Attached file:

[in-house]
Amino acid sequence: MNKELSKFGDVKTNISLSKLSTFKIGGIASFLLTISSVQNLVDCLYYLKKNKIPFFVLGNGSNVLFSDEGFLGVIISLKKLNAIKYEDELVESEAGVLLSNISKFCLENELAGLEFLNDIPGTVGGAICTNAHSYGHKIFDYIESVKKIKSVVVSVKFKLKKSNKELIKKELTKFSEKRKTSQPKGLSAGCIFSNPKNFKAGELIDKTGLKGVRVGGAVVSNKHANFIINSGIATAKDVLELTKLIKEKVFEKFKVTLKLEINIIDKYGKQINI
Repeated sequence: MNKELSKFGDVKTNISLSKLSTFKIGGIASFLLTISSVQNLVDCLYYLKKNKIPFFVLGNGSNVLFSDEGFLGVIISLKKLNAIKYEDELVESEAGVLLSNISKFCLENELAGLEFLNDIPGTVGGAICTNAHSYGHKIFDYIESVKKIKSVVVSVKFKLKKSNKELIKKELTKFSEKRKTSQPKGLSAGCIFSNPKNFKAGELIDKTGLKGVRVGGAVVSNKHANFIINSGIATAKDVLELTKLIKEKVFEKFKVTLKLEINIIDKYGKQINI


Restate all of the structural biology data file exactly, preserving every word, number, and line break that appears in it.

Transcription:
[in-house]
Amino acid sequence: MNKELSKFGDVKTNISLSKLSTFKIGGIASFLLTISSVQNLVDCLYYLKKNKIPFFVLGNGSNVLFSDEGFLGVIISLKKLNAIKYEDELVESEAGVLLSNISKFCLENELAGLEFLNDIPGTVGGAICTNAHSYGHKIFDYIESVKKIKSVVVSVKFKLKKSNKELIKKELTKFSEKRKTSQPKGLSAGCIFSNPKNFKAGELIDKTGLKGVRVGGAVVSNKHANFIINSGIATAKDVLELTKLIKEKVFEKFKVTLKLEINIIDKYGKQINI
Repeated sequence: MNKELSKFGDVKTNISLSKLSTFKIGGIASFLLTISSVQNLVDCLYYLKKNKIPFFVLGNGSNVLFSDEGFLGVIISLKKLNAIKYEDELVESEAGVLLSNISKFCLENELAGLEFLNDIPGTVGGAICTNAHSYGHKIFDYIESVKKIKSVVVSVKFKLKKSNKELIKKELTKFSEKRKTSQPKGLSAGCIFSNPKNFKAGELIDKTGLKGVRVGGAVVSNKHANFIINSGIATAKDVLELTKLIKEKVFEKFKVTLKLEINIIDKYGKQINI